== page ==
It was a crisis for AMC, which had pinned so much of its success on catering to the small end of the market. The solution was ambitious and ultimately ill-fated: to go head-to-head against the Big Three, and start emphasizing the very qualities AMC had left behind: style, performance, and youthful appeal. We all know how well that turned out. But it did result in some memorable cars, like the AMX, Javelin, and perhaps the most outrageous, the SC/Rambler.
Talk about extremes. From the dowdy little grandma’s car, AMC created one of the most over-the-top performance car of the late sixties. Developed in conjunction with Hurst, only some 1,512 SC/Ramblers were built, but its purpose was more to shake up the American’s staid image than to sell large numbers. It certainly did that.
Our featured American is quite the other end of the spectrum, a plain-Jane stripper. It does have the larger 232 CID six, instead of the standard 199 incher version, and an automatic. Maybe even power steering, but I wouldn’t bet on it. But that six was an excellent unit, which arrived in 1965 to replace the ancient old long-stroke six whose origins probably dated back to the twenties. The new AMC six went on to have a long life, ending only in 2006, in the Jeep Wrangler.
Ironically, although young folks shied away from the American when it was new, this is the daily driver of a hip young Eugenean, the kind that are now drawn to cars like this and old Falcons in particular.
The American of this vintage suffered from the image of being a grandma’s car, SC/Rambler or not. Those wanting style headed elsewhere, and the rest fell into the import camp. The fairly handsome Hornet that replaced the American in 1970 never gained much traction either. But then it largely used the the American’s suspension and underpinnings, and that was not a good thing. For whatever reason, the redesigned Rambler family from 1964 had a rep of being very mediocre handling cars, and that at a time when most US cars weren’t exactly brimming with that particular quality.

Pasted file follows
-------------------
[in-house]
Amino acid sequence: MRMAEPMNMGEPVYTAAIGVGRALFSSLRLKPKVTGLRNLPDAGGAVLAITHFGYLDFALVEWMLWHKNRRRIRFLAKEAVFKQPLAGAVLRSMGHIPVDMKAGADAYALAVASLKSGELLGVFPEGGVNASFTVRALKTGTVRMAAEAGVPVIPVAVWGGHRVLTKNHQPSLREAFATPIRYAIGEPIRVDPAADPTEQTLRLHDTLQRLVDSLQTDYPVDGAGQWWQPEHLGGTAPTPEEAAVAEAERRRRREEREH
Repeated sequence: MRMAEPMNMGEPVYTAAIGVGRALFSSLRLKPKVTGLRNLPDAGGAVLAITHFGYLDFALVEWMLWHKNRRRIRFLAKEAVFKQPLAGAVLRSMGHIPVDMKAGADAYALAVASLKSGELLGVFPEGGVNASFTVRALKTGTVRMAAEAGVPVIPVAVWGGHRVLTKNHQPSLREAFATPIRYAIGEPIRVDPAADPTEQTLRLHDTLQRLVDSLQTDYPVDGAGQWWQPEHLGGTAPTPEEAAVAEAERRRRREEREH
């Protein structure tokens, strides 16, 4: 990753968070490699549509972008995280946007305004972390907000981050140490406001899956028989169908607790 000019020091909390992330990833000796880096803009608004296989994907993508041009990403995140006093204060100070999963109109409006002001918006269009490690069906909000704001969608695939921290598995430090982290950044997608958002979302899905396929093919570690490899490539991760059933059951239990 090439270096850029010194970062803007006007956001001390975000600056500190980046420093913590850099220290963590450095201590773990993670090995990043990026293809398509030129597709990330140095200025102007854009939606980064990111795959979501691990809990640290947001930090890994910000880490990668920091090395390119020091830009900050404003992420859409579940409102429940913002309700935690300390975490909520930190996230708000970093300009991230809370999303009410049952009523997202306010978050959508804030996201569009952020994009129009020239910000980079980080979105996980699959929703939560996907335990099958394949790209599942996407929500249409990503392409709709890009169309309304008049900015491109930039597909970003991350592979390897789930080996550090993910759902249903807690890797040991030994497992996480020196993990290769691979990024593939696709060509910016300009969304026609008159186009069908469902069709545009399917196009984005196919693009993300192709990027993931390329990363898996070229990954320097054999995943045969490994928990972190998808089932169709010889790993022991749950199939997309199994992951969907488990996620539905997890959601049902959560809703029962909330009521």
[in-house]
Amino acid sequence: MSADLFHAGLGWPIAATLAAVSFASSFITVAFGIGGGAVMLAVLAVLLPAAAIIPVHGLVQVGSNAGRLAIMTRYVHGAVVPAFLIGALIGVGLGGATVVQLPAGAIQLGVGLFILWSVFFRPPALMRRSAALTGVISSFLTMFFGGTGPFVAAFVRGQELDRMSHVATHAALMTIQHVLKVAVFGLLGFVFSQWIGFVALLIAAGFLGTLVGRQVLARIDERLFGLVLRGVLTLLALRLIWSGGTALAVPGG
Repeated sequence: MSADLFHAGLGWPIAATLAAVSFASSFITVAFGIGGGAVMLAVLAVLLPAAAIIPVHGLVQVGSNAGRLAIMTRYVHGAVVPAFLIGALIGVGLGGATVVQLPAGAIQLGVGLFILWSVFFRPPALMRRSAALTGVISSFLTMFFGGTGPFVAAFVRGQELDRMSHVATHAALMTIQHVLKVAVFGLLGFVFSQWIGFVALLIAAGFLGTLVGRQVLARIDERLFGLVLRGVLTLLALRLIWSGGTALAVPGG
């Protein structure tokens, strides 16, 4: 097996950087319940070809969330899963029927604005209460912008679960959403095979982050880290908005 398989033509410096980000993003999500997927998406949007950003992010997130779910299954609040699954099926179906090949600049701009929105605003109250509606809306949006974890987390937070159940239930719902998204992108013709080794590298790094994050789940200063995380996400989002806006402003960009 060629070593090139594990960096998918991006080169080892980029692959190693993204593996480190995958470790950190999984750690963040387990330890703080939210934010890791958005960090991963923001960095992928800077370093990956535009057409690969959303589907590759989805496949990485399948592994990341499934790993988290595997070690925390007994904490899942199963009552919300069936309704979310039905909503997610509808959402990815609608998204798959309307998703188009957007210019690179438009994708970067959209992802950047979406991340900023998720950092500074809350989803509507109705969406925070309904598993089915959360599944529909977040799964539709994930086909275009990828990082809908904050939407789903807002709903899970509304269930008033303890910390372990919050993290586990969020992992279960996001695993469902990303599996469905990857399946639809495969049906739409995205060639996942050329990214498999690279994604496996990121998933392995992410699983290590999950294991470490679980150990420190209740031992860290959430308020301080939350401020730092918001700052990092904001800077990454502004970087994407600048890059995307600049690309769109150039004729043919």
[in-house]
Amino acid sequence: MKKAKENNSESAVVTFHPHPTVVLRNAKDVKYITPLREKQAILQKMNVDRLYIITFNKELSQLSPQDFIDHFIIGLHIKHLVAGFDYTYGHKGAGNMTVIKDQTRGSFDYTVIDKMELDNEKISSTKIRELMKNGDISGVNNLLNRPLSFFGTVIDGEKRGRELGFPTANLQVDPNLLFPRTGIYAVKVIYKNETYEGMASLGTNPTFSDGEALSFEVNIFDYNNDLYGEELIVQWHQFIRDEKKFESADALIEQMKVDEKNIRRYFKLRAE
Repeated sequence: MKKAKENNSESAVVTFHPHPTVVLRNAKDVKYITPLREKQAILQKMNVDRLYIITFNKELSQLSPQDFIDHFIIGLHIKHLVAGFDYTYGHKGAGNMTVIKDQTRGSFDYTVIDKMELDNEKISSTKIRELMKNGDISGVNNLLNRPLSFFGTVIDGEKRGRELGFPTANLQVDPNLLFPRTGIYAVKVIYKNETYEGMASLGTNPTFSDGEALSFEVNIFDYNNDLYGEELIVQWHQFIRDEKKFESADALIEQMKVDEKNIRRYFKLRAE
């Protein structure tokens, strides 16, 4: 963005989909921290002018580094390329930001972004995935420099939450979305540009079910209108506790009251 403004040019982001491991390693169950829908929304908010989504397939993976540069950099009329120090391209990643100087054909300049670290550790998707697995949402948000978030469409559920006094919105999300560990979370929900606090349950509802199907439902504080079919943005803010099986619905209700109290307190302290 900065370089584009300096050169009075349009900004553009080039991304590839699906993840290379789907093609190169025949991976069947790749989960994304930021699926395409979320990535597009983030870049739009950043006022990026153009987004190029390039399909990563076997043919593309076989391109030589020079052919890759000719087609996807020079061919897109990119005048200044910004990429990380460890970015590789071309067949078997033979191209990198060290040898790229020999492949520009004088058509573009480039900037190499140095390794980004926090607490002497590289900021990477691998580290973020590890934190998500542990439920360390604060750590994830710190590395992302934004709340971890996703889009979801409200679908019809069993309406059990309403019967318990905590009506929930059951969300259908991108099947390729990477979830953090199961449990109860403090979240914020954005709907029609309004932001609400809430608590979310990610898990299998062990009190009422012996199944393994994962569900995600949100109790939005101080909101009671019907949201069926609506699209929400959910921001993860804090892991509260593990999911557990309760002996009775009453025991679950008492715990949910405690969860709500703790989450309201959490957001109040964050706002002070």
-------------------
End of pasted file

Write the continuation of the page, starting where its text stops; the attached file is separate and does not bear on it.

Slow and unresponsive steering, and general incompetence at anything other than a gentle ride to the grocery store hampered the rep of the Ramblers. They just didn’t have any real chassis competence, perhaps due to a lack of resources. That alone made them toxic, especially compared to the fairly limber Chrysler A-Bodies, which pretty much dominated the segment after the Nova and Falcon’s obesity crisis.
One could say that AMC went down because it never really broke out of the basic configuration of its 1950 Rambler. What might have been innovative in 1950 became a rut, and the company wasted its final resources on disasters like the Pacer and Matador Coupe, all still in the conventional mold, while the world was quickly changing. Ironically, it would be Renault that finally brought some fresh blood to AMC, but that’s a story for another day, if I can ever find an Alliance. Wish me luck.